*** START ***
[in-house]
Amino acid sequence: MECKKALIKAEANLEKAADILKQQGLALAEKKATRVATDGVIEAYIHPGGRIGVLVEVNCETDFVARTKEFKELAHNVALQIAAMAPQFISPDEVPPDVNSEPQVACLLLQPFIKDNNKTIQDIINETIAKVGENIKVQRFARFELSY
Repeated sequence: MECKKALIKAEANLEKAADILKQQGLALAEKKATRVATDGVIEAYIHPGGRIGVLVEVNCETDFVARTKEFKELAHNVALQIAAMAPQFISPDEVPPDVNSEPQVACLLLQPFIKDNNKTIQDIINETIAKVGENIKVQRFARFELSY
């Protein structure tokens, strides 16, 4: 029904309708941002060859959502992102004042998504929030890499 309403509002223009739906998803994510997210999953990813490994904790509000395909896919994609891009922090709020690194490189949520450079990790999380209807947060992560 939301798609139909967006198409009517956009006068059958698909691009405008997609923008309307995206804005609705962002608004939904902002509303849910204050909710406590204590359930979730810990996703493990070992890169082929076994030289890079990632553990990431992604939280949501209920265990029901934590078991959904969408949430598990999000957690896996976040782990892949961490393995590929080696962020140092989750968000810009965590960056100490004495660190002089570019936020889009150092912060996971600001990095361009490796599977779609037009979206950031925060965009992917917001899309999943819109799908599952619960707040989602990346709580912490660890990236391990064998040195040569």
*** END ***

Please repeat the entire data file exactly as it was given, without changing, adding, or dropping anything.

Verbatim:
[in-house]
Amino acid sequence: MECKKALIKAEANLEKAADILKQQGLALAEKKATRVATDGVIEAYIHPGGRIGVLVEVNCETDFVARTKEFKELAHNVALQIAAMAPQFISPDEVPPDVNSEPQVACLLLQPFIKDNNKTIQDIINETIAKVGENIKVQRFARFELSY
Repeated sequence: MECKKALIKAEANLEKAADILKQQGLALAEKKATRVATDGVIEAYIHPGGRIGVLVEVNCETDFVARTKEFKELAHNVALQIAAMAPQFISPDEVPPDVNSEPQVACLLLQPFIKDNNKTIQDIINETIAKVGENIKVQRFARFELSY
């Protein structure tokens, strides 16, 4: 029904309708941002060859959502992102004042998504929030890499 309403509002223009739906998803994510997210999953990813490994904790509000395909896919994609891009922090709020690194490189949520450079990790999380209807947060992560 939301798609139909967006198409009517956009006068059958698909691009405008997609923008309307995206804005609705962002608004939904902002509303849910204050909710406590204590359930979730810990996703493990070992890169082929076994030289890079990632553990990431992604939280949501209920265990029901934590078991959904969408949430598990999000957690896996976040782990892949961490393995590929080696962020140092989750968000810009965590960056100490004495660190002089570019936020889009150092912060996971600001990095361009490796599977779609037009979206950031925060965009992917917001899309999943819109799908599952619960707040989602990346709580912490660890990236391990064998040195040569």